Tuesday, December 7 2021

blue's clues, molting, and little dopamine rushes



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Dear Journal,

Good morning, everyone. Happy Tuesday. Outside our dining room window, I can see a thick blanket of grey covering the sky - nature's way of dimming the lights while I write during this mellow morning. Rodney is staying home from school another day, which means calling off the usual hustle and bustle of Tuesday morning. No making his lunch, no setting out clothes, no pouring breakfast, no hurrying him out the door. I'm getting so spoiled with these quiet mornings to myself, I'm actually a little worried that our return to form will be jarring. I guess I had better just soak up every minute and enjoy it while it lasts. Here's to the rare quiet mid-week morning. Here's to have having a whole floor of the house - and a coffee pot - to myself.

Sip. Rodney's bounced back from his cold. He just has a cough now, and if it's the same cough that I have, I think he'll be stuck with it a while. I feel like our winter time colds, coughs, and sore throats are happening so frequently they're starting to overlap. This must be the effect of staying in hard quarantine for so long. It's clear that our family's immune system has some catching up to do. We can call it a "rebuilding year" - a concept that I trust all Chicago sports fans are quite familiar with.

At this point, Rodney is just waiting for his COVID tests to come back, but in the meantime he's getting a long break from school. I'm sure even five year olds can get burnt out, and I'm happy to see him spend the day chilling with his brother watching Blue's Clues on the couch.

As a result, our family has really beefed up our collective Blue's Clues knowledge. We're Blue's Clues connoisseurs. Who is your favorite host of the show? The more I passively watch, the more I appreciate what each of them add to the show. Still, you can't beat good old Steve. I really love how he can slow things down without being awkward or condescending. A lot of Nick Jr shows try to use the same formula - pausing mid sentence to give the audience time to think and yell the answer out at their TV. When Rodney was into Blaze, Marissa and I used to laugh while the animated monster truck would awkwardly glare at the TV in the middle of a very dangerous situation - dangling by an old rope over a moat or standing at the base of an active volcano. Blaze just sat petrified staring blankly with big cartoon eyes, and each time he commanded his audience to say LET'S BLAZE it felt more like a tense hostage situation. I guess it's a lot harder to pull that off while keeping the soft touch of Blue's Clues.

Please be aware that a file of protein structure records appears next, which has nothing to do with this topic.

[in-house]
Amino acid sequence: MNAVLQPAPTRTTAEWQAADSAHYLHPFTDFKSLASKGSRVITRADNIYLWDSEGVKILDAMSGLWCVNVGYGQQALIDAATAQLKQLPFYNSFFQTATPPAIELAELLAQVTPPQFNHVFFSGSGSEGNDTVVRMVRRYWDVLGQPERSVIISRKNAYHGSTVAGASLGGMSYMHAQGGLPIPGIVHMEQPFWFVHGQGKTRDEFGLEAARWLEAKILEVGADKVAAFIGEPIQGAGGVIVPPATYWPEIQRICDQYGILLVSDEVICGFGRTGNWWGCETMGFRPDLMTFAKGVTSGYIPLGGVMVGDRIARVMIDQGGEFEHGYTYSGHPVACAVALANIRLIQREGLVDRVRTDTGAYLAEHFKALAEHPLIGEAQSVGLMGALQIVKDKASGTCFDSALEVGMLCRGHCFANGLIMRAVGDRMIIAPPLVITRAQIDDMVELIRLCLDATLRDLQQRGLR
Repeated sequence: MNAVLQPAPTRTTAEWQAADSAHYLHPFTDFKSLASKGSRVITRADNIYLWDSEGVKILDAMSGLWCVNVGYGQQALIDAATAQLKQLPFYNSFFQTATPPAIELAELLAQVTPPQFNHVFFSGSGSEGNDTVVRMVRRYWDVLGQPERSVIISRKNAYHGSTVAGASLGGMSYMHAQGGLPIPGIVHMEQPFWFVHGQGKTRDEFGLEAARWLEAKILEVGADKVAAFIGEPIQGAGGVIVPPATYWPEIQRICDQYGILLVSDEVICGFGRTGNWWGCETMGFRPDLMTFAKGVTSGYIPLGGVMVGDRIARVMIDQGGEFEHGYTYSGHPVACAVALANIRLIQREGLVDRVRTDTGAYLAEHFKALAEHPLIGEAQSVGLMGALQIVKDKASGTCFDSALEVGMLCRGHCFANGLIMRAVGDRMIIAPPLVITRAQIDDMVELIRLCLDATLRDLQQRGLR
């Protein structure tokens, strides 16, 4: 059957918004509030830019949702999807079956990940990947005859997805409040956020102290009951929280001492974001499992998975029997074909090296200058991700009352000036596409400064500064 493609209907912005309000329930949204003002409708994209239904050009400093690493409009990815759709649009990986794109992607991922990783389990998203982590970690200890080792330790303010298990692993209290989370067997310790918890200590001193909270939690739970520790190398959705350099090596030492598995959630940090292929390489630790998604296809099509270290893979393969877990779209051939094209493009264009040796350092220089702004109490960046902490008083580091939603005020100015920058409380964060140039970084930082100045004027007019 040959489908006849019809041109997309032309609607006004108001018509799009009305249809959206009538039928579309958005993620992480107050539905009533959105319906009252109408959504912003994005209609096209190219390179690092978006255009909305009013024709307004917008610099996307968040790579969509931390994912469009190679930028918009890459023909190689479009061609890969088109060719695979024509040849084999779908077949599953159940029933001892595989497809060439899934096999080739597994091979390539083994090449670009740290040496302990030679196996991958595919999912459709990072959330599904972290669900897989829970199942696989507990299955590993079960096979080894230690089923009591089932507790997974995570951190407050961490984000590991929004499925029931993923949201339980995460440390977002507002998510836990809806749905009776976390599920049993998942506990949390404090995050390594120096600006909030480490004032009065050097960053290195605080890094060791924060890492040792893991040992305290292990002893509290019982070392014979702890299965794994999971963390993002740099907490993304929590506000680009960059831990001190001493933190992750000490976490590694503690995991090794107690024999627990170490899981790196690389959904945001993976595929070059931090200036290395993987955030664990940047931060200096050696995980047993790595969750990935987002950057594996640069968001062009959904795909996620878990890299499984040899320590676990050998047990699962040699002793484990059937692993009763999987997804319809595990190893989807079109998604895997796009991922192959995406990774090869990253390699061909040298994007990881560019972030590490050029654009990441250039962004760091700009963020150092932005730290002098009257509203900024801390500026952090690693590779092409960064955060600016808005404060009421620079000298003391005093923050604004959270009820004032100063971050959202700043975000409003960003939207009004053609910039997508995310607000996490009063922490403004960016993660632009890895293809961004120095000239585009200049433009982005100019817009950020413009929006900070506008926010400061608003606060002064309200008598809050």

Those are my thoughts on Blue's Clues. How about the spider kingdom? We have a newly molted spider among us. Last night, I found Spidey on his back in a web hammock. Interestingly, he chose the cramped space behind his rock cave over the cozy, dark interior of the rock cave itself.

molt

This is only Spidey's second molt under my care. At his size, he should be finally developed enough to determine his true sex. Let's just hope I can retrieve his molt before it deteriorates or he decides to eat it.